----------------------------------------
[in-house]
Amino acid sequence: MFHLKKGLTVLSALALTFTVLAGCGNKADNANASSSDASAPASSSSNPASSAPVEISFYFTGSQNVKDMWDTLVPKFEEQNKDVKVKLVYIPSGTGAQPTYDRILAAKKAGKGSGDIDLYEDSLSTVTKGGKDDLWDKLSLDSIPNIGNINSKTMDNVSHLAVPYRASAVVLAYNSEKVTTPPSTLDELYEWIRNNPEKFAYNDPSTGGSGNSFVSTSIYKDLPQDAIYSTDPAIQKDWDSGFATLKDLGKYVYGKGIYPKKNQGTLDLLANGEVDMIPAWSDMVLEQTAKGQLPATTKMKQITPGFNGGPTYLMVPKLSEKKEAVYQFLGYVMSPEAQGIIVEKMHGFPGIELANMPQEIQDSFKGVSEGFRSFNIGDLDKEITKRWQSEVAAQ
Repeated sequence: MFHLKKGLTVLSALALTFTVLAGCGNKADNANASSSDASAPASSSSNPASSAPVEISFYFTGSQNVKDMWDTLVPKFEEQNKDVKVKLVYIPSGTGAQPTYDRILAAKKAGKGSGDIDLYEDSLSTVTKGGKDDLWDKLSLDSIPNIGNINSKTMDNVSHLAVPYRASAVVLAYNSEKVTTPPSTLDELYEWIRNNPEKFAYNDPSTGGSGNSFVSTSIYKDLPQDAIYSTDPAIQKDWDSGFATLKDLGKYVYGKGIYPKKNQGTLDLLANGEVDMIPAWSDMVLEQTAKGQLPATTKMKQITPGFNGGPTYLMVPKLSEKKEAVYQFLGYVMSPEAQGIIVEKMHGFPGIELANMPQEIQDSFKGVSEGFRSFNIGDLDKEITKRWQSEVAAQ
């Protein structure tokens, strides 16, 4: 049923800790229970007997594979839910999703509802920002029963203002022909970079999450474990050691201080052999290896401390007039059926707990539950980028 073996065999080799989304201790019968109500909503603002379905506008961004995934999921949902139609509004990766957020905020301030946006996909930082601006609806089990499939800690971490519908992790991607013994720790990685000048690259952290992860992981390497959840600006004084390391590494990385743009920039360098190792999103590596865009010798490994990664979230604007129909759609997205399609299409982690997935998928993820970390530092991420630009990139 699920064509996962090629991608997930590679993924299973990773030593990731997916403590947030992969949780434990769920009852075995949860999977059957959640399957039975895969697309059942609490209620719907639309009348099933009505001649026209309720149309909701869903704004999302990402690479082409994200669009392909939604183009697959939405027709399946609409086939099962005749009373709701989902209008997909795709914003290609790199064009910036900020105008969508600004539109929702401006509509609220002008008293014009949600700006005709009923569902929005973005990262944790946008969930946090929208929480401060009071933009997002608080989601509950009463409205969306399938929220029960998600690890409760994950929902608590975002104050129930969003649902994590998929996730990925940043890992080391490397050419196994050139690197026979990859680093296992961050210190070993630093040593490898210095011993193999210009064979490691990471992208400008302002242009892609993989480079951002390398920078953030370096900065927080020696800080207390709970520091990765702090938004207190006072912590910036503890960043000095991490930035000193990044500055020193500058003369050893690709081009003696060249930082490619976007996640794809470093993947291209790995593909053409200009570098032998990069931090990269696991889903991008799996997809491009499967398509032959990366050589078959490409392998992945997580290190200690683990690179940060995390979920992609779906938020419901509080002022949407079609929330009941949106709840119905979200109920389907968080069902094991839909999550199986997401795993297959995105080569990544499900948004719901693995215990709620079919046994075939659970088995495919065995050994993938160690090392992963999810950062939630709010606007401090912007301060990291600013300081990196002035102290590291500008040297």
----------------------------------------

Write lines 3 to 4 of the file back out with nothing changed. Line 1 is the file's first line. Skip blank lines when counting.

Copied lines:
Repeated sequence: MFHLKKGLTVLSALALTFTVLAGCGNKADNANASSSDASAPASSSSNPASSAPVEISFYFTGSQNVKDMWDTLVPKFEEQNKDVKVKLVYIPSGTGAQPTYDRILAAKKAGKGSGDIDLYEDSLSTVTKGGKDDLWDKLSLDSIPNIGNINSKTMDNVSHLAVPYRASAVVLAYNSEKVTTPPSTLDELYEWIRNNPEKFAYNDPSTGGSGNSFVSTSIYKDLPQDAIYSTDPAIQKDWDSGFATLKDLGKYVYGKGIYPKKNQGTLDLLANGEVDMIPAWSDMVLEQTAKGQLPATTKMKQITPGFNGGPTYLMVPKLSEKKEAVYQFLGYVMSPEAQGIIVEKMHGFPGIELANMPQEIQDSFKGVSEGFRSFNIGDLDKEITKRWQSEVAAQ
């Protein structure tokens, strides 16, 4: 049923800790229970007997594979839910999703509802920002029963203002022909970079999450474990050691201080052999290896401390007039059926707990539950980028 073996065999080799989304201790019968109500909503603002379905506008961004995934999921949902139609509004990766957020905020301030946006996909930082601006609806089990499939800690971490519908992790991607013994720790990685000048690259952290992860992981390497959840600006004084390391590494990385743009920039360098190792999103590596865009010798490994990664979230604007129909759609997205399609299409982690997935998928993820970390530092991420630009990139 699920064509996962090629991608997930590679993924299973990773030593990731997916403590947030992969949780434990769920009852075995949860999977059957959640399957039975895969697309059942609490209620719907639309009348099933009505001649026209309720149309909701869903704004999302990402690479082409994200669009392909939604183009697959939405027709399946609409086939099962005749009373709701989902209008997909795709914003290609790199064009910036900020105008969508600004539109929702401006509509609220002008008293014009949600700006005709009923569902929005973005990262944790946008969930946090929208929480401060009071933009997002608080989601509950009463409205969306399938929220029960998600690890409760994950929902608590975002104050129930969003649902994590998929996730990925940043890992080391490397050419196994050139690197026979990859680093296992961050210190070993630093040593490898210095011993193999210009064979490691990471992208400008302002242009892609993989480079951002390398920078953030370096900065927080020696800080207390709970520091990765702090938004207190006072912590910036503890960043000095991490930035000193990044500055020193500058003369050893690709081009003696060249930082490619976007996640794809470093993947291209790995593909053409200009570098032998990069931090990269696991889903991008799996997809491009499967398509032959990366050589078959490409392998992945997580290190200690683990690179940060995390979920992609779906938020419901509080002022949407079609929330009941949106709840119905979200109920389907968080069902094991839909999550199986997401795993297959995105080569990544499900948004719901693995215990709620079919046994075939659970088995495919065995050994993938160690090392992963999810950062939630709010606007401090912007301060990291600013300081990196002035102290590291500008040297």